Three years ago, while I was teaching elementary statistics at a community college in California, finally fed up with the cost and deficiencies of the technology foisted on students by proprietary textbook sites and math homework websites, I decided to create a suite of R Shiny applications which would provide the students with a free computing resource to accomplish three things. It would:
(1) give students the means to perform all basic statistical computations associated with an elementary statistics course. In particular, it would allow students to perform tests and compute confidence interval constructions beginning either raw data or, as is often the case in textbook problems, working from summary statistics,
(2) provide data simulations and interactive demonstrations to illustrate fundamental statistical concepts, and
(3) assist students in deciding what sort of statistical tool/computation is appropriate to use in a given situation through the use of an ‘expert system’ front end.
As matters eventuated, I ended up quitting my teaching and going on a very long bike ride across Western Europe before I could implement my idea (a different and perhaps more interesting tale). But I finally did do so when I returned to the US, deploying my apps using an R Shiny server deployed on an NGINX webserver on a cloud instance of Ubuntu 16.04 which I initiated specifically for the purpose. The result is here:
http://22.214.171.124:3838/sort/sorta/ Many of the apps could certainly be refined and stabilized. I am completely self-educated in all things computing, in particular as regards R programming and R Shiny app development. These apps were written as learning projects for me as much as they were intended to address the three goals enumerated above. But as an outgrowth of writing the statistics apps, it became clear to me that Shiny apps are widely adaptable to a host of pedagogical purposes, really across disciplines, although, because of the nature of R, applications for use in the teaching of math, statistics, and the sciences come first to mind.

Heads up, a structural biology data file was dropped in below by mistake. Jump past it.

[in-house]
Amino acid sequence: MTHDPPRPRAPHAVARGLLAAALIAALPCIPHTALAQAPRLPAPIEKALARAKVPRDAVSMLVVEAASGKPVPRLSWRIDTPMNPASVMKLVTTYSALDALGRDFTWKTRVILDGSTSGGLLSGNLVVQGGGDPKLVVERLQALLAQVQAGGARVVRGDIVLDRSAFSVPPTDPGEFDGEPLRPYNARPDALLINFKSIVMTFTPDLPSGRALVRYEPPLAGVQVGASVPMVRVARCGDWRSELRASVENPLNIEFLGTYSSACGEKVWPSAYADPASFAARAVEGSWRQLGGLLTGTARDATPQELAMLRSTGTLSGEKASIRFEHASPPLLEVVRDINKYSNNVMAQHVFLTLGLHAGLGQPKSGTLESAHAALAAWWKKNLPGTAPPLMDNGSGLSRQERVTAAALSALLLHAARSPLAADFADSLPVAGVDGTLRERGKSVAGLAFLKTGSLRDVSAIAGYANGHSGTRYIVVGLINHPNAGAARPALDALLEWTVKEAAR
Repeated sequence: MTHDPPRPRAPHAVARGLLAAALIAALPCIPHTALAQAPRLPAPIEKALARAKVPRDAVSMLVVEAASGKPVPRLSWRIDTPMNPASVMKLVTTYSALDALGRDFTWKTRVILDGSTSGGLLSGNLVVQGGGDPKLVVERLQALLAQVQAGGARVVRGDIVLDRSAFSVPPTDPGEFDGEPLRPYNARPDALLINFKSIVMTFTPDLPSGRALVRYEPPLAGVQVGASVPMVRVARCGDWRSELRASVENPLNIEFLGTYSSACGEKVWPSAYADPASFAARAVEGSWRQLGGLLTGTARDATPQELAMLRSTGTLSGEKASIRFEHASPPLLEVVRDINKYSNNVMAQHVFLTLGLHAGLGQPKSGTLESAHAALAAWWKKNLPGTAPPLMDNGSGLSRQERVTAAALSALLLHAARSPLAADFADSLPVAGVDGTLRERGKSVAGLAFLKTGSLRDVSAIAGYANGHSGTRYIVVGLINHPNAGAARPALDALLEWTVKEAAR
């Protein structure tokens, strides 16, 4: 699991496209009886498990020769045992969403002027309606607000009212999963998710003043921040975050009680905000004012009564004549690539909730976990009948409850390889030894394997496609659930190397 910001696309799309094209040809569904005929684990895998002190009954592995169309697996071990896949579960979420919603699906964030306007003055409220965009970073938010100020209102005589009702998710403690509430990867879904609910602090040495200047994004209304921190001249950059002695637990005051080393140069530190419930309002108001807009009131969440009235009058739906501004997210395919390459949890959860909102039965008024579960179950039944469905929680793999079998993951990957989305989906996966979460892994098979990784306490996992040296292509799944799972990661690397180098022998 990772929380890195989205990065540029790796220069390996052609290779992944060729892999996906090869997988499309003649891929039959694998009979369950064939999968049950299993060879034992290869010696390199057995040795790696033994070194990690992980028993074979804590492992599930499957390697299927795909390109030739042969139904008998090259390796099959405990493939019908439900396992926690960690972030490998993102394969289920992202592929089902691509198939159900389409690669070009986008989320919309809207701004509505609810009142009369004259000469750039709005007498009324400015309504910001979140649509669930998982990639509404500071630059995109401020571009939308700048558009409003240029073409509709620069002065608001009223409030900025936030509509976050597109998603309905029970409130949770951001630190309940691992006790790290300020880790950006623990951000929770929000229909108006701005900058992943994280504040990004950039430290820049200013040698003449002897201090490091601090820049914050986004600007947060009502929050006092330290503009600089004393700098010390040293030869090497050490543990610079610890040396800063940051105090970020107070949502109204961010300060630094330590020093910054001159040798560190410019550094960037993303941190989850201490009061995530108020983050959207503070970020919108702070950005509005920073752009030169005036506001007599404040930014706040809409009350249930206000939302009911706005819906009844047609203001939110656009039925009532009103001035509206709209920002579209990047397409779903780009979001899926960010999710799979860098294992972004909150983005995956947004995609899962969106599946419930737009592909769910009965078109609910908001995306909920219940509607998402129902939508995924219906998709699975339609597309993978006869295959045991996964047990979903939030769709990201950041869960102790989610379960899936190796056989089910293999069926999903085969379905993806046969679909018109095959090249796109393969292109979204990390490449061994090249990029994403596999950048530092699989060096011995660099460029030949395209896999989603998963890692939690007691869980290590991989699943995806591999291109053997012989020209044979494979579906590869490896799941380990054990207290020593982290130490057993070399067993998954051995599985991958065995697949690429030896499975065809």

I went on to create a few dozen Shiny apps for non-statistical but mostly pedagogical applications. Those of vaguely mathematical theme are here
whereas an over-arching point of access to all such apps is here
My point here is not so much to draw attention to the apps which I have developed and deployed which, as I freely admit are rudimentary in many respects, as rather to call the attention of deans, department chairwomen and chairmen, and faculty members at high schools, colleges and univesities to the opportunity to use R Shiny to liberate curricula, and budgets, from the strictures imposed by propriety websites and software served up by textbook publishers and various other academic hangers-on. Here some key points militating in favor of doing so:
(1) The ‘pro’ version of the R Shiny server is available to academic institutions at no to very low cost.
(2) The learning curve involved in writing and deploying R Shiny apps is not steep. For people who already have experience writing R scripts it can be fairly characterized as easy. Even for people who have limited programming background, it is a manageable task, particularly if given institutional guidance in the form of workshops or training materials.
(3) Web activities can be created which are tuned to the very specific needs of one’s own curriculum, institution and even classroom. In particular, R’s extensive graphics capabilities in its base graphics package can be leveraged to create learning tools which integrate numerical, symbolically and graphical approaches to the demonstration of and interaction with key concepts.
(4) Developing and deploying R Shiny apps gives faculty and staff a constructive outlet for creativity which provides opportunities for collaboration within and across disciplines and results in a tangible (OK, internet ‘tangible’) product which can be used by students and faculty throughout the world.
I would be happy to share my experiences in this realm to help anyone or any institution pursue this path. I think the possibilies in this direction are almost without limit. Feel free to email me at [email protected]
R Shiny in the Classroom was first posted on December 9, 2020 at 6:39 am.
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